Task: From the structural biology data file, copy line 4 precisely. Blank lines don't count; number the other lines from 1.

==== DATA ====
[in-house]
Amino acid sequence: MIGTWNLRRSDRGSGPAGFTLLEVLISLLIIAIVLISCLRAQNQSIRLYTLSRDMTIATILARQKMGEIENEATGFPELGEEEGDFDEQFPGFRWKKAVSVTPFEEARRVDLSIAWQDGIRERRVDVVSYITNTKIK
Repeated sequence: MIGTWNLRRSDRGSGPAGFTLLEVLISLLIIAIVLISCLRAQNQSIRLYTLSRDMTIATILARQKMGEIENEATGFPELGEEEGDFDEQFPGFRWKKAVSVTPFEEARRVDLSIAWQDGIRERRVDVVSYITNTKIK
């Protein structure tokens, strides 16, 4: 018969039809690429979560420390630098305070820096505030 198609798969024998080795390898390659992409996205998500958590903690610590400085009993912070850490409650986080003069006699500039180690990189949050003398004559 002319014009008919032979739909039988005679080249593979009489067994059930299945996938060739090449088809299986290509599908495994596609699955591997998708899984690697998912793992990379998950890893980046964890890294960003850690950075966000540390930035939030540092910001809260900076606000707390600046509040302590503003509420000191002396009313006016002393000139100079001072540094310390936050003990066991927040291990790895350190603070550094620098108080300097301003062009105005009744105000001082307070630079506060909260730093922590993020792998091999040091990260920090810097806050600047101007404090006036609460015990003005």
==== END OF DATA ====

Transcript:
């Protein structure tokens, strides 16, 4: 018969039809690429979560420390630098305070820096505030 198609798969024998080795390898390659992409996205998500958590903690610590400085009993912070850490409650986080003069006699500039180690990189949050003398004559 002319014009008919032979739909039988005679080249593979009489067994059930299945996938060739090449088809299986290509599908495994596609699955591997998708899984690697998912793992990379998950890893980046964890890294960003850690950075966000540390930035939030540092910001809260900076606000707390600046509040302590503003509420000191002396009313006016002393000139100079001072540094310390936050003990066991927040291990790895350190603070550094620098108080300097301003062009105005009744105000001082307070630079506060909260730093922590993020792998091999040091990260920090810097806050600047101007404090006036609460015990003005």